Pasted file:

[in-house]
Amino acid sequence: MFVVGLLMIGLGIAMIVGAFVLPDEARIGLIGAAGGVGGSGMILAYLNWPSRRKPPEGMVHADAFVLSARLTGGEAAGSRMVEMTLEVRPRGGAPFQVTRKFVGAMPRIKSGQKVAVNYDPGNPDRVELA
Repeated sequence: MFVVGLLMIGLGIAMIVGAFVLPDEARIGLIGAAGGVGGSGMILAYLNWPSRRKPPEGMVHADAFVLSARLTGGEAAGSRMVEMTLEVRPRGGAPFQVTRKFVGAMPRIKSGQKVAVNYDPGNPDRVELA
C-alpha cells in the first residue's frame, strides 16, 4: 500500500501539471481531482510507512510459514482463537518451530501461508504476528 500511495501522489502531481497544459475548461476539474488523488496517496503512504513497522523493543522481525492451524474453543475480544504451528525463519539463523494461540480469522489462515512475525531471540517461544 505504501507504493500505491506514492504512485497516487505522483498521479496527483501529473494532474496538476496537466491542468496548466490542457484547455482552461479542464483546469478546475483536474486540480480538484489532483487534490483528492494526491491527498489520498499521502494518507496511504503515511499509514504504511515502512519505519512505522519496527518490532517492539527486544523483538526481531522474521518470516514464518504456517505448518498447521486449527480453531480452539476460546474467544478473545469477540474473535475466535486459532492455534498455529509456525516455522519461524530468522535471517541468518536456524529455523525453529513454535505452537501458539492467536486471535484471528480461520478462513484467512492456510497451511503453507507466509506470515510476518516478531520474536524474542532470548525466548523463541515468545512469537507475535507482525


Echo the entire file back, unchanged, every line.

[in-house]
Amino acid sequence: MFVVGLLMIGLGIAMIVGAFVLPDEARIGLIGAAGGVGGSGMILAYLNWPSRRKPPEGMVHADAFVLSARLTGGEAAGSRMVEMTLEVRPRGGAPFQVTRKFVGAMPRIKSGQKVAVNYDPGNPDRVELA
Repeated sequence: MFVVGLLMIGLGIAMIVGAFVLPDEARIGLIGAAGGVGGSGMILAYLNWPSRRKPPEGMVHADAFVLSARLTGGEAAGSRMVEMTLEVRPRGGAPFQVTRKFVGAMPRIKSGQKVAVNYDPGNPDRVELA
C-alpha cells in the first residue's frame, strides 16, 4: 500500500501539471481531482510507512510459514482463537518451530501461508504476528 500511495501522489502531481497544459475548461476539474488523488496517496503512504513497522523493543522481525492451524474453543475480544504451528525463519539463523494461540480469522489462515512475525531471540517461544 505504501507504493500505491506514492504512485497516487505522483498521479496527483501529473494532474496538476496537466491542468496548466490542457484547455482552461479542464483546469478546475483536474486540480480538484489532483487534490483528492494526491491527498489520498499521502494518507496511504503515511499509514504504511515502512519505519512505522519496527518490532517492539527486544523483538526481531522474521518470516514464518504456517505448518498447521486449527480453531480452539476460546474467544478473545469477540474473535475466535486459532492455534498455529509456525516455522519461524530468522535471517541468518536456524529455523525453529513454535505452537501458539492467536486471535484471528480461520478462513484467512492456510497451511503453507507466509506470515510476518516478531520474536524474542532470548525466548523463541515468545512469537507475535507482525